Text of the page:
A study published last month in the Journal Ophthalmology reports on an association between sleep apnea and open angle glaucoma, the second most common cause of vision loss in Canada. This study, conducted by researchers in Taiwan, demonstrated that sleep apnea was an independent risk factor for open angle glaucoma, the most common form of the disease.
Glaucoma is an eye disease that involves damage to the optic nerve and can cause serious vision loss if not treated. Most often this is caused by high pressure within the eye, but it can also occur in people with normal eye pressure. There are few or no symptoms associated with glaucoma in its early stages, so it is possible for someone to have the disease without being aware of it. Treated in its early stages, glaucoma can be controlled so that vision loss may be minimized.
For this reason it is essential that people have regular eye exams. How regular? Ask your eye doctor how often they would recommend for you. A lot will depend on the number of risk factors you have, and this is where the sleep apnea comes in. If you have sleep apnea, you are at higher risk of glaucoma than someone who does not have sleep apnea. It does not mean you will develop glaucoma, but it does mean you should have eye exams more often than someone who does not have sleep apnea or some of the other risk factors associated with glaucoma. So we can now add sleep apnea to the other risk factors associated with glaucoma. These risk factors are:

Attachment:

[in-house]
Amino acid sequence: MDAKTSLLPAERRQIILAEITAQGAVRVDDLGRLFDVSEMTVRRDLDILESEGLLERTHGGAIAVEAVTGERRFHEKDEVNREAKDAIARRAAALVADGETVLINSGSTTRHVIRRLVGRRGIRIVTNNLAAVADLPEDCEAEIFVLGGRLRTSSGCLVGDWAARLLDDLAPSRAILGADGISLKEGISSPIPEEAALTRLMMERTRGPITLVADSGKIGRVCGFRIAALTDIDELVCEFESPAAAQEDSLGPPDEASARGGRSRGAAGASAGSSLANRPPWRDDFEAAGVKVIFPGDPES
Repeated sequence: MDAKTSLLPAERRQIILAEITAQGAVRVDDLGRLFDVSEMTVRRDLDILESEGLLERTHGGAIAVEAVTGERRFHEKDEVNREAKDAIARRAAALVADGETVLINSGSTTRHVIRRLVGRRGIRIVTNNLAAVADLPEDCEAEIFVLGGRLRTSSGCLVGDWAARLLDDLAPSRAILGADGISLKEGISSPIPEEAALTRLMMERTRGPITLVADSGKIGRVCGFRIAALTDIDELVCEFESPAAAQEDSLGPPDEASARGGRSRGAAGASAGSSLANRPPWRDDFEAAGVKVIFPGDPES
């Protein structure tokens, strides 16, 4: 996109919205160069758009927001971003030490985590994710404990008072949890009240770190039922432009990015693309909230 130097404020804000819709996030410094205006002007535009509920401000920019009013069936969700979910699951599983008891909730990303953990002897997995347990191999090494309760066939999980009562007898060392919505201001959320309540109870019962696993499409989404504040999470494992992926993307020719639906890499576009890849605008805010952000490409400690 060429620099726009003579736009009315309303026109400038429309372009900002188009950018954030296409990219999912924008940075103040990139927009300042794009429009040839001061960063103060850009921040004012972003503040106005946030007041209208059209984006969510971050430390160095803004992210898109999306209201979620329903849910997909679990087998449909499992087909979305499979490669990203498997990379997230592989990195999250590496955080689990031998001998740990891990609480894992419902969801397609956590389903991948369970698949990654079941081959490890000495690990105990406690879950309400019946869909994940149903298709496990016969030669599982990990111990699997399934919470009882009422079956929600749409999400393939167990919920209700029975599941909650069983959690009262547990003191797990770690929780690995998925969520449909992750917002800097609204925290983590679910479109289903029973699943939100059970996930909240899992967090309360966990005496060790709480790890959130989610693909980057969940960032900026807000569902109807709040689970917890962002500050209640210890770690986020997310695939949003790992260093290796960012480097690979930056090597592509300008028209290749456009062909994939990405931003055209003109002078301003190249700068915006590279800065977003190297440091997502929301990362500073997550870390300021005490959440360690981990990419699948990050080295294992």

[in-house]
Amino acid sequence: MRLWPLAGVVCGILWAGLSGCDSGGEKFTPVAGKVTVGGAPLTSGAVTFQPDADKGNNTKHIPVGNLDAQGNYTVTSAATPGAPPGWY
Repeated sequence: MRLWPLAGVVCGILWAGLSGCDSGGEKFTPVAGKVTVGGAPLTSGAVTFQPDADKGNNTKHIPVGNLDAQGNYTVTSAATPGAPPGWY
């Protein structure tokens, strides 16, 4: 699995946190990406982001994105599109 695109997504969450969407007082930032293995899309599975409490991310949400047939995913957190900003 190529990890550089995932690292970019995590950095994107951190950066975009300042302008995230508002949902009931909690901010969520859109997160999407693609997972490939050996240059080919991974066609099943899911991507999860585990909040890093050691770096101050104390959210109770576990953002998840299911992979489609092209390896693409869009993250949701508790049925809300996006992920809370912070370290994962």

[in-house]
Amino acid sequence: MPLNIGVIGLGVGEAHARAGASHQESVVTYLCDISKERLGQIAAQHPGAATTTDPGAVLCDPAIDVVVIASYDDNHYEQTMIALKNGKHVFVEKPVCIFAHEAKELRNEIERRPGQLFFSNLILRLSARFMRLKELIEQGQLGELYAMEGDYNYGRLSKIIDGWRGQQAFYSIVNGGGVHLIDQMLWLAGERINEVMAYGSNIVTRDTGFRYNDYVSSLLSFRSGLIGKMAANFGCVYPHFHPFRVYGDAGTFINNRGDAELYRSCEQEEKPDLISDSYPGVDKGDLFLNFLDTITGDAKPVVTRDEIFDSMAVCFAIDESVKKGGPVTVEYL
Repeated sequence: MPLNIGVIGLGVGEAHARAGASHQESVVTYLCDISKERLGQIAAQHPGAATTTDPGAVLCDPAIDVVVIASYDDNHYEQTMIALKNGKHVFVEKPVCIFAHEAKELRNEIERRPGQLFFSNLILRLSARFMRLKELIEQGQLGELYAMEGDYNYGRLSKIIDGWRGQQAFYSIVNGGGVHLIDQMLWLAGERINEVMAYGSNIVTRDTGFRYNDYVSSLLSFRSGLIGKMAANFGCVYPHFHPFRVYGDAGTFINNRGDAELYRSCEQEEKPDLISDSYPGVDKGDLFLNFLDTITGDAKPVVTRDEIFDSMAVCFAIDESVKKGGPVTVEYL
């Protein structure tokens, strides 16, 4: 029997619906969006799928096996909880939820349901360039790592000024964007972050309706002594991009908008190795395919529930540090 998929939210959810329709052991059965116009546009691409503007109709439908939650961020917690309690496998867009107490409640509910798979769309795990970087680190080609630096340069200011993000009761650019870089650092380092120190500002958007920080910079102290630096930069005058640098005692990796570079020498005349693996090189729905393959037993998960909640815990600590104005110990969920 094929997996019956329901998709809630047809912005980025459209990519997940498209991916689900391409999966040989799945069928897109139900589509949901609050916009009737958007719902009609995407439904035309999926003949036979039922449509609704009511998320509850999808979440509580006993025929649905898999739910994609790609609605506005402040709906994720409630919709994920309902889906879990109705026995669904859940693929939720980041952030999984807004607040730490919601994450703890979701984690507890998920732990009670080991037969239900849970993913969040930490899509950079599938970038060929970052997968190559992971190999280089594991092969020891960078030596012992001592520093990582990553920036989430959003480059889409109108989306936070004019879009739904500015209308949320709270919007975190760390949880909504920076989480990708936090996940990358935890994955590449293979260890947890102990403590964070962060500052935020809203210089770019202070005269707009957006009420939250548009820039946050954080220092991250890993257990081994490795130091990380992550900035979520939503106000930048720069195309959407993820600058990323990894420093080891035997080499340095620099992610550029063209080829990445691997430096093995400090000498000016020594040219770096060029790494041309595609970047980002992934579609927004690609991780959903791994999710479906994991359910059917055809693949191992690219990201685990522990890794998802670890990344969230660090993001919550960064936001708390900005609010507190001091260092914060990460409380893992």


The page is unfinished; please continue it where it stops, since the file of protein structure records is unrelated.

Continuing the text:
- Elevated pressure within the eye.
- Family History – people whose parents or siblings have glaucoma are at a higher risk for glaucoma.
- Age – older people have a higher risk for glaucoma so you need to have more frequent eye examinations as you get older.
- Ethnicity – people of African descent have a higher risk of developing open angle glaucoma. People of Asian or Inuit descent have a higher risk of developing angle closure glaucoma.
- Myopia (nearsightedness) – if you are significantly nearsighted you have a higher risk of developing glaucoma
- Diabetes – people with diabetes have a higher risk of developing glaucoma.
This is quite a long list, clearly one that is getting longer. It is important for everyone to get regular eye examinations, but especially important if you have any of the risk factors listed here. By doing so you can help ensure that your glaucoma is treated and controlled at the earliest stages.